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I understand bitcoin is a ledger. Everything is accounted for. If something is debited from one side, it is credited to the other, and vice versa.
If a coin is sent to a wallet, with a public key, that doesn’t exist, the coins are considered “lost”. But they are still debited from the wallet that sent it and credited to the wallet that doesn’t exist.
If a new wallet is created, and by mere chance, is the same address as the one the “lost” coins were sent, would those coins there when the wallet was created?
Example: coins were sent to wallet “...xyz”. The coins were dedicated to xyz wallet, which does not exist. I create a wallet that just happens to be xyz. Would I have access to those bitcoin?

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Would I have access to those bitcoin?

Pieter has answered this but see answers to Is it possible to brute force bitcoin address creation in order to steal money? for an idea of how likely this sort of thing is.

There's some other points raised by your question that I think are worth examining.

I understand bitcoin is a ledger

We all say that but really, in accounting terms, it's not a ledger it's a journal. A transaction journal.

Everything is accounted for.

That is not exactly true. The transaction journal known as the blockchain keeps a record of all the amounts but there's a lot it doesn't account for.

If something is debited from one side, it is credited to the other, and vice versa.

There are no debits and credits in the Bitcoin network itself. That is, there is no carried-forward number in the Blockchain from which an amount is subtracted (debited) or added to (credited).

If a coin is sent to a wallet ...

Coins aren't really sent to wallets, we say they are sent to Bitcoin addresses. A Wallet will have many Bitcoin addresses. But really coins are not sent to addresses, they are locked by a locking script, a kind of simple program. Bitcoin addresses are just a kind of abstraction of a standard script.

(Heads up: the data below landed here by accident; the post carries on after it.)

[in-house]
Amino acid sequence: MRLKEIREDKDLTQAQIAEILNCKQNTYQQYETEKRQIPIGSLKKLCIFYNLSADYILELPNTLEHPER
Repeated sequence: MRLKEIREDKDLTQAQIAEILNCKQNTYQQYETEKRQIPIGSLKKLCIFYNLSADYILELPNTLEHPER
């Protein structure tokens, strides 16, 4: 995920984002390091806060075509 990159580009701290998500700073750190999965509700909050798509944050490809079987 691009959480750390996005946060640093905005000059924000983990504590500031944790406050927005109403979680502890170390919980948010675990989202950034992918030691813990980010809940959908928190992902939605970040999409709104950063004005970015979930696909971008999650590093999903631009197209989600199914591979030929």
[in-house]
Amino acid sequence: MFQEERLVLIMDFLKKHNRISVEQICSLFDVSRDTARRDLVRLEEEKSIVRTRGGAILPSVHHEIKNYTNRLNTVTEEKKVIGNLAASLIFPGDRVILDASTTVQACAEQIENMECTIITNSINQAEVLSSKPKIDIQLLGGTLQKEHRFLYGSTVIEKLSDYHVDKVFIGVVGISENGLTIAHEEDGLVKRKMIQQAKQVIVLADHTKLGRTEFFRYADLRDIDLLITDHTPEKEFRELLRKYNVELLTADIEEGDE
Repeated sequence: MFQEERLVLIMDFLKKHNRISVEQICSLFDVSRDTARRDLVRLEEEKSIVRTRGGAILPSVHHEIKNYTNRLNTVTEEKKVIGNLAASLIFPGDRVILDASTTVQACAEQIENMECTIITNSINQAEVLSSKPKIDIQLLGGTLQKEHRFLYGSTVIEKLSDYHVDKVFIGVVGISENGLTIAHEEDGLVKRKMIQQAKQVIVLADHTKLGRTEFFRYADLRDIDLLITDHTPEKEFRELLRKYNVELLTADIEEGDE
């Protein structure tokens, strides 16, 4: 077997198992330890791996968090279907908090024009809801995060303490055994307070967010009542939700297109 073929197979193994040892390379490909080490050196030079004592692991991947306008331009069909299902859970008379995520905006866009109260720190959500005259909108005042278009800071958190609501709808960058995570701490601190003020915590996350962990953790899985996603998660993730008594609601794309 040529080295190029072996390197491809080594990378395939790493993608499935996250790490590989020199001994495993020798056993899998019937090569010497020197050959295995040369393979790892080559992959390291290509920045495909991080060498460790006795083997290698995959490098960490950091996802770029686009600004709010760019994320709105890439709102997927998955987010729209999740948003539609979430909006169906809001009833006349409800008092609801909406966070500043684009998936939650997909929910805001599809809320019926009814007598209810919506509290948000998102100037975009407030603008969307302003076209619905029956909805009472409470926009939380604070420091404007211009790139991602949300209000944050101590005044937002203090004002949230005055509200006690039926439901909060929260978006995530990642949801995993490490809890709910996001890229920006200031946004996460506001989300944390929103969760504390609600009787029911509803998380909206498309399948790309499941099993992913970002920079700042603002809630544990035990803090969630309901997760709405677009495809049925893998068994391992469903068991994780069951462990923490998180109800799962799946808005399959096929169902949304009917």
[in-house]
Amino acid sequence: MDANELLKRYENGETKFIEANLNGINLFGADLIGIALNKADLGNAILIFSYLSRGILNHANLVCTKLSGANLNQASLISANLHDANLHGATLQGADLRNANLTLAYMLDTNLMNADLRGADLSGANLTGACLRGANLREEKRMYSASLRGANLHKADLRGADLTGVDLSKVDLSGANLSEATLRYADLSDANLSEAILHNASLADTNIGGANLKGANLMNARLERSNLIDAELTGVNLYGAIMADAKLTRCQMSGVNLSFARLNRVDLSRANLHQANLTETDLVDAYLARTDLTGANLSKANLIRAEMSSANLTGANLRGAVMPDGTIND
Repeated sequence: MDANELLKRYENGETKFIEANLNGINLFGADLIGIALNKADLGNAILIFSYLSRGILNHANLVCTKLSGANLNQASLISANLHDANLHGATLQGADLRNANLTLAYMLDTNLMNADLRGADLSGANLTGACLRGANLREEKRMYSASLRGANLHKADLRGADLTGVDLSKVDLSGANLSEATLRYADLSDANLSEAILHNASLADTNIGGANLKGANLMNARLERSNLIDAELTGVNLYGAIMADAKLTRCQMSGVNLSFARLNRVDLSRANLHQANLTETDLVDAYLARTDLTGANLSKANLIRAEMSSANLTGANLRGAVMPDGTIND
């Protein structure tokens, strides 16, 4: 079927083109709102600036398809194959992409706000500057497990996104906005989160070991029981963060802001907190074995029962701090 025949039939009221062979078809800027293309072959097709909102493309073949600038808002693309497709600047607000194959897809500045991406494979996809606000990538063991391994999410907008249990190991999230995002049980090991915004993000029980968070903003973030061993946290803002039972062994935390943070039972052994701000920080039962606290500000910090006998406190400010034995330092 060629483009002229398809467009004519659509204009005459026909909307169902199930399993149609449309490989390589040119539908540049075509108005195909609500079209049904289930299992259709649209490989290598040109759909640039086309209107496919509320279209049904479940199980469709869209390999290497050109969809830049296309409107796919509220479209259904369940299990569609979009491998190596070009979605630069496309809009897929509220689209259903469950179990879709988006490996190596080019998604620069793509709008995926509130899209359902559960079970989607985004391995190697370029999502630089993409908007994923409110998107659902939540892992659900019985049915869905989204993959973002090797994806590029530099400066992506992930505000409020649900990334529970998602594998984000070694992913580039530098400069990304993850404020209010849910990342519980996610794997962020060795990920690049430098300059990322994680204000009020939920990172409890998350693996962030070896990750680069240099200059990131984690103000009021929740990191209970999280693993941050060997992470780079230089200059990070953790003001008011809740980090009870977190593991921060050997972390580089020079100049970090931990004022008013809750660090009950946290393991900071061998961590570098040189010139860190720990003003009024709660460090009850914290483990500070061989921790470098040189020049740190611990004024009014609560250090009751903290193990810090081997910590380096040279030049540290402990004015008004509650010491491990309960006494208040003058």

... with a public key, that doesn’t exist, ...

That is certainly possible. Though "exists" isn't quite right. You mean a public-key for which no-one knows a corresponding private key.

... the coins are considered “lost”.

Actually, no one can tell the difference between a lost coin and one that is safely stored in a wallet. If someone doesn't know the private-key corresponding to a public key associated only with unspent coins, they have no way to tell if someone else ever did or currently does know such a private key.

But they are still debited from the wallet that sent it and credited to the wallet that doesn’t exist

Yes, but coins are not debited from wallets. The Bitcoin network protocol doesn't know about wallets. It doesn't really do any debiting or crediting. It just keeps track of the creation and destruction of coins and makes sure that only the right number of coins are created when other coins are destroyed. The Blockchain has no information about wallets.


The above will seem like nit-picking. But we regularly see people ask questions here because they have been tricked out of money by people exploiting slight misunderstanding of how Bitcoin actually works.

the kinds of wallets I mean when I write the word wallet are programs like Bitcoin-core or Electrum. Some businesses provide accounts and provide a web-based interface or an app to manage the account and call these a wallet - that is not what I mean.

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I create a wallet that just happens to be xyz. Would I have access to those bitcoin?

If you could do that, indeed you would get access to those coins.

But you can't. Doing so requires breaking the security assumptions underlying the signature algorithm. This must be true: if it wasn't, Bitcoin overall would be utterly broken.

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